Banned Books Week
September 27 – October 3, 2020
Celebrate your freedom to read by checking out a banned book today.
Banned Books Week is the national book community’s annual celebration of the freedom to read. You can read a little bit about the history of the event on the American Library Association’s (ALA) Banned Books Week website. Every last week in September the ALA helps sponsor Banned Books Week. This year, the celebration falls on September 27th-October 3rd.
The purpose of the campaign is to raise awareness of issues of censorship by highlighting those works that have been the most targeted for removal or restriction in libraries and schools across the country.
Banned Books Week was launched in 1982 in response to a sudden surge in the number of challenges to books in schools, bookstores, and libraries. More than 11,300 books have been challenged since 1982.
In 2019, the ten most challenged books were:
1. George by Alex Gino
Reasons: challenged, banned, restricted, and hidden to avoid controversy; for LGBTQIA+ content and a transgender character; because schools and libraries should not “put books in a child’s hand that require discussion”; for sexual references; and for conflicting with a religious viewpoint and “traditional family structure”
2. Beyond Magenta: Transgender Teens Speak Out by Susan Kuklin
Reasons: challenged for LGBTQIA+ content, for “its effect on any young people who would read it,” and for concerns that it was sexually explicit and biased
3. A Day in the Life of Marlon Bundo by Jill Twiss, illustrated by EG Keller
Reasons: Challenged and vandalized for LGBTQIA+ content and political viewpoints, for concerns that it is “designed to pollute the morals of its readers,” and for not including a content warning
4. Sex is a Funny Word by Cory Silverberg, illustrated by Fiona Smyth
Reasons: Challenged, banned, and relocated for LGBTQIA+ content; for discussing gender identity and sex education; and for concerns that the title and illustrations were “inappropriate”
5. Prince & Knight by Daniel Haack, illustrated by Stevie Lewis
Reasons: Challenged and restricted for featuring a gay marriage and LGBTQIA+ content; for being “a deliberate attempt to indoctrinate young children” with the potential to cause confusion, curiosity, and gender dysphoria; and for conflicting with a religious viewpoint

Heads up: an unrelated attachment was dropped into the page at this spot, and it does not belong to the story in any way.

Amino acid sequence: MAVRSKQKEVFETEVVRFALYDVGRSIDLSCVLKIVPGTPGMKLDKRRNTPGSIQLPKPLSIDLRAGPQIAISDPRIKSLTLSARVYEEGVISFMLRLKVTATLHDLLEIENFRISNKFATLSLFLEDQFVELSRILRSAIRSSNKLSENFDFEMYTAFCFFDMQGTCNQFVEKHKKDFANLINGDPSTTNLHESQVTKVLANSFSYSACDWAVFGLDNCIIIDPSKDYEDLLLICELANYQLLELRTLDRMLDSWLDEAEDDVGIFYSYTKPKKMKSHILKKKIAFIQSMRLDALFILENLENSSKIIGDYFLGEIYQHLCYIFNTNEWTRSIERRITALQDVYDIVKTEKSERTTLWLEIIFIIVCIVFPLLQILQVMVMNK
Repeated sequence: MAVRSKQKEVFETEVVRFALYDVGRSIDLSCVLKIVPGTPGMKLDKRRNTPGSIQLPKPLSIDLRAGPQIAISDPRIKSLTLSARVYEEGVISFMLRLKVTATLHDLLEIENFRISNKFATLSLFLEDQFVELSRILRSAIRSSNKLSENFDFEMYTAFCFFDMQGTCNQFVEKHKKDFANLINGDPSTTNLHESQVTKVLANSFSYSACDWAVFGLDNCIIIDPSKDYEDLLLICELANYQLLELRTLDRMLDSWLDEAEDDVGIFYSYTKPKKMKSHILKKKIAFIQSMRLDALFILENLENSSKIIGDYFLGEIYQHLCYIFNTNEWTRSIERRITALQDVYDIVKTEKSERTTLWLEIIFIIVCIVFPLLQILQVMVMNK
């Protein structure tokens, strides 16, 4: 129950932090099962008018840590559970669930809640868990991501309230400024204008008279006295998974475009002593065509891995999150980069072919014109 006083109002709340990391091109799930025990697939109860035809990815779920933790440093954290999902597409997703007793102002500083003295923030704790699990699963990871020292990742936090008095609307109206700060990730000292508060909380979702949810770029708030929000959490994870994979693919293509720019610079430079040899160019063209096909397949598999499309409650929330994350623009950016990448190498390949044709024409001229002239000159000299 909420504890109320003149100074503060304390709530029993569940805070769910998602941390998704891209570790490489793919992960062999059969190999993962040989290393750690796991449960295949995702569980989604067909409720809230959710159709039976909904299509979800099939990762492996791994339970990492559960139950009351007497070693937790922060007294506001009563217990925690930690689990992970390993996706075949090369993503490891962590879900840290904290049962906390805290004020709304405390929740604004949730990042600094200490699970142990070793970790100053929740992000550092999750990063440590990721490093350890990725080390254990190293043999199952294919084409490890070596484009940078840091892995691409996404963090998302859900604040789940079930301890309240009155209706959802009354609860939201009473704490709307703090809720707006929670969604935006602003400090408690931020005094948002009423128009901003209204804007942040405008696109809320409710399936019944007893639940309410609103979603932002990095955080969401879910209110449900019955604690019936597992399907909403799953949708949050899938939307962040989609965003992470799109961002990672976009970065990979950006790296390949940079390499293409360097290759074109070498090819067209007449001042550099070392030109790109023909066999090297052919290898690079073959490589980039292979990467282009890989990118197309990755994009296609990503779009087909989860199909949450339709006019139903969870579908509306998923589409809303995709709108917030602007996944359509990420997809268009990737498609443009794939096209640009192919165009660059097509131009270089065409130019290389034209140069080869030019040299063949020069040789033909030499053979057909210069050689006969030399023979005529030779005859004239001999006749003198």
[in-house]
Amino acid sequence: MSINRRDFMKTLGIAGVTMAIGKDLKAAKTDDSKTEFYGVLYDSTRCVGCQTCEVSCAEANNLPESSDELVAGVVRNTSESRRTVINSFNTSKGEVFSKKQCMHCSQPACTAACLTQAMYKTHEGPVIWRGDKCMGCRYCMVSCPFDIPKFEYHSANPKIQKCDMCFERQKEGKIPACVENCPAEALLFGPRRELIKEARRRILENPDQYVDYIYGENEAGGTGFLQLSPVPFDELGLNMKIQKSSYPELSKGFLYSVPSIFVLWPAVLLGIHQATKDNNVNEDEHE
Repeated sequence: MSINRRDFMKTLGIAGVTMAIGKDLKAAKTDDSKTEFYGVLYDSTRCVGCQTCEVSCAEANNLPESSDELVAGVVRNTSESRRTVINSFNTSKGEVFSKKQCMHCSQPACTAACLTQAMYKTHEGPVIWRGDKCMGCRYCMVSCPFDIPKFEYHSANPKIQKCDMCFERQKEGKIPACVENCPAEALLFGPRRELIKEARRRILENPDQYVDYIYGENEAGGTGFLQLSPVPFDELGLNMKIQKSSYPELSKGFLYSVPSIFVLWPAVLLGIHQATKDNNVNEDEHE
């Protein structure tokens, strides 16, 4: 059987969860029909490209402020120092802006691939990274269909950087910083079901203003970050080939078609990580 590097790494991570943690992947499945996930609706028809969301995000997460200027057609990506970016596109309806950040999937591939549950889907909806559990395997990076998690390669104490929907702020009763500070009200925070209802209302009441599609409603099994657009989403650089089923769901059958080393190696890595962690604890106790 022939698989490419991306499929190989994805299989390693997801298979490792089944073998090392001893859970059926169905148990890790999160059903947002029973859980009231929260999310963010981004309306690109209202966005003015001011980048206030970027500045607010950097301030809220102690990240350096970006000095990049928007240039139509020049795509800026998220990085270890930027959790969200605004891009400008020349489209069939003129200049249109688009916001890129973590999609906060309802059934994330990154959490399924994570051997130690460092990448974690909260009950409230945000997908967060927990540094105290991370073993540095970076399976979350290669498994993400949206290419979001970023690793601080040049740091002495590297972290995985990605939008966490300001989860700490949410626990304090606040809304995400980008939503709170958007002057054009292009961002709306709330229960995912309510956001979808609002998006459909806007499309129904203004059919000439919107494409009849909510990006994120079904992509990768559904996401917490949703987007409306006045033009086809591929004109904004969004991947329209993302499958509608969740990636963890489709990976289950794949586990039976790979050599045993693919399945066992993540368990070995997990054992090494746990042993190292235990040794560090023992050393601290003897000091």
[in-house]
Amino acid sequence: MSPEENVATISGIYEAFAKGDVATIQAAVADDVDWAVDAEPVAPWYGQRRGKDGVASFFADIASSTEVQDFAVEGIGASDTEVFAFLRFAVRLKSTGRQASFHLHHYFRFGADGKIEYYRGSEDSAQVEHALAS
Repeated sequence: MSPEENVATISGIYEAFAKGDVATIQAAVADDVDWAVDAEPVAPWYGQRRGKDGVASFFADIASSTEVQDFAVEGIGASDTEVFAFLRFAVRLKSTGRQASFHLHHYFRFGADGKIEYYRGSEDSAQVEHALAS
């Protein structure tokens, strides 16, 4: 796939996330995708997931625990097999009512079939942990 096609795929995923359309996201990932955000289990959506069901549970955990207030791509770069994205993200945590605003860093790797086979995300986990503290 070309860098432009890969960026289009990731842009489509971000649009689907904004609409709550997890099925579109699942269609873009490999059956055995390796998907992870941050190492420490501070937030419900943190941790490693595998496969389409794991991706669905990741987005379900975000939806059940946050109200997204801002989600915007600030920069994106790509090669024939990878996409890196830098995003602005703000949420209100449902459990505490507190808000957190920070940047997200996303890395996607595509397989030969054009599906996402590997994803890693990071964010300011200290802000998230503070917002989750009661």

6. I Am Jazz by Jessica Herthel and Jazz Jennings, illustrated by Shelagh McNicholas
Reasons: Challenged and relocated for LGBTQIA+ content, for a transgender character, and for confronting a topic that is “sensitive, controversial, and politically charged”
7. The Handmaid’s Tale by Margaret Atwood
Reasons: Banned and challenged for profanity and for “vulgarity and sexual overtones”
8. Drama written and illustrated by Raina Telgemeier
Reasons: Challenged for LGBTQIA+ content and for concerns that it goes against “family values/morals”
9. Harry Potter series by J. K. Rowling
Reasons: Banned and forbidden from discussion for referring to magic and witchcraft, for containing actual curses and spells, and for characters that use “nefarious means” to attain goals
10. And Tango Makes Three by Peter Parnell and Justin Richardson, illustrated by Henry Cole
Reason: Challenged and relocated for LGBTQIA+ content
The ALA website also keeps lists of past challenged or banned books along with the most challenged books ever. Read about past year’s banned or challenged books HERE.
Celebrate your freedom to read by checking out a banned book today at Fort Bragg Library.